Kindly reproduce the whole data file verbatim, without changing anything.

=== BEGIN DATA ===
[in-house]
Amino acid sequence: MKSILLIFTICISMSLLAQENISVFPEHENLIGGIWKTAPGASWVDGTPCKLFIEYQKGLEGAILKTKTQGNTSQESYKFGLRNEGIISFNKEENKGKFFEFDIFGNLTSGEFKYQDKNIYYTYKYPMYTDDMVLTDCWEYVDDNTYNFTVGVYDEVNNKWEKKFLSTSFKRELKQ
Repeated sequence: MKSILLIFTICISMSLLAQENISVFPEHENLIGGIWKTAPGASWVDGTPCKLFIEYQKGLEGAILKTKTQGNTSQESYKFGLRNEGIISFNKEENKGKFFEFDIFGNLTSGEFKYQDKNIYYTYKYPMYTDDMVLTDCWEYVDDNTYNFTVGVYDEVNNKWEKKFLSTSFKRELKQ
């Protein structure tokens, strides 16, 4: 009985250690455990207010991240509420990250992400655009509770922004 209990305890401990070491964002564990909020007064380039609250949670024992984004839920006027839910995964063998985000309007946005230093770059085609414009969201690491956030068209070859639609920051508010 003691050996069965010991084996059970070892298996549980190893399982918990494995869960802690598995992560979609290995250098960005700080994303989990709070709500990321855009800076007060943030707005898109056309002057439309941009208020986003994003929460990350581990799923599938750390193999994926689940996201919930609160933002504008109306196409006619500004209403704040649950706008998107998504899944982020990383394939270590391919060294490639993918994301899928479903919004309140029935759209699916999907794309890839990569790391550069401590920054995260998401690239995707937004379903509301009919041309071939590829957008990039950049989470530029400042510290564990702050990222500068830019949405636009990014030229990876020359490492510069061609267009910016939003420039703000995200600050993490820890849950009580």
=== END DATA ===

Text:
[in-house]
Amino acid sequence: MKSILLIFTICISMSLLAQENISVFPEHENLIGGIWKTAPGASWVDGTPCKLFIEYQKGLEGAILKTKTQGNTSQESYKFGLRNEGIISFNKEENKGKFFEFDIFGNLTSGEFKYQDKNIYYTYKYPMYTDDMVLTDCWEYVDDNTYNFTVGVYDEVNNKWEKKFLSTSFKRELKQ
Repeated sequence: MKSILLIFTICISMSLLAQENISVFPEHENLIGGIWKTAPGASWVDGTPCKLFIEYQKGLEGAILKTKTQGNTSQESYKFGLRNEGIISFNKEENKGKFFEFDIFGNLTSGEFKYQDKNIYYTYKYPMYTDDMVLTDCWEYVDDNTYNFTVGVYDEVNNKWEKKFLSTSFKRELKQ
């Protein structure tokens, strides 16, 4: 009985250690455990207010991240509420990250992400655009509770922004 209990305890401990070491964002564990909020007064380039609250949670024992984004839920006027839910995964063998985000309007946005230093770059085609414009969201690491956030068209070859639609920051508010 003691050996069965010991084996059970070892298996549980190893399982918990494995869960802690598995992560979609290995250098960005700080994303989990709070709500990321855009800076007060943030707005898109056309002057439309941009208020986003994003929460990350581990799923599938750390193999994926689940996201919930609160933002504008109306196409006619500004209403704040649950706008998107998504899944982020990383394939270590391919060294490639993918994301899928479903919004309140029935759209699916999907794309890839990569790391550069401590920054995260998401690239995707937004379903509301009919041309071939590829957008990039950049989470530029400042510290564990702050990222500068830019949405636009990014030229990876020359490492510069061609267009910016939003420039703000995200600050993490820890849950009580």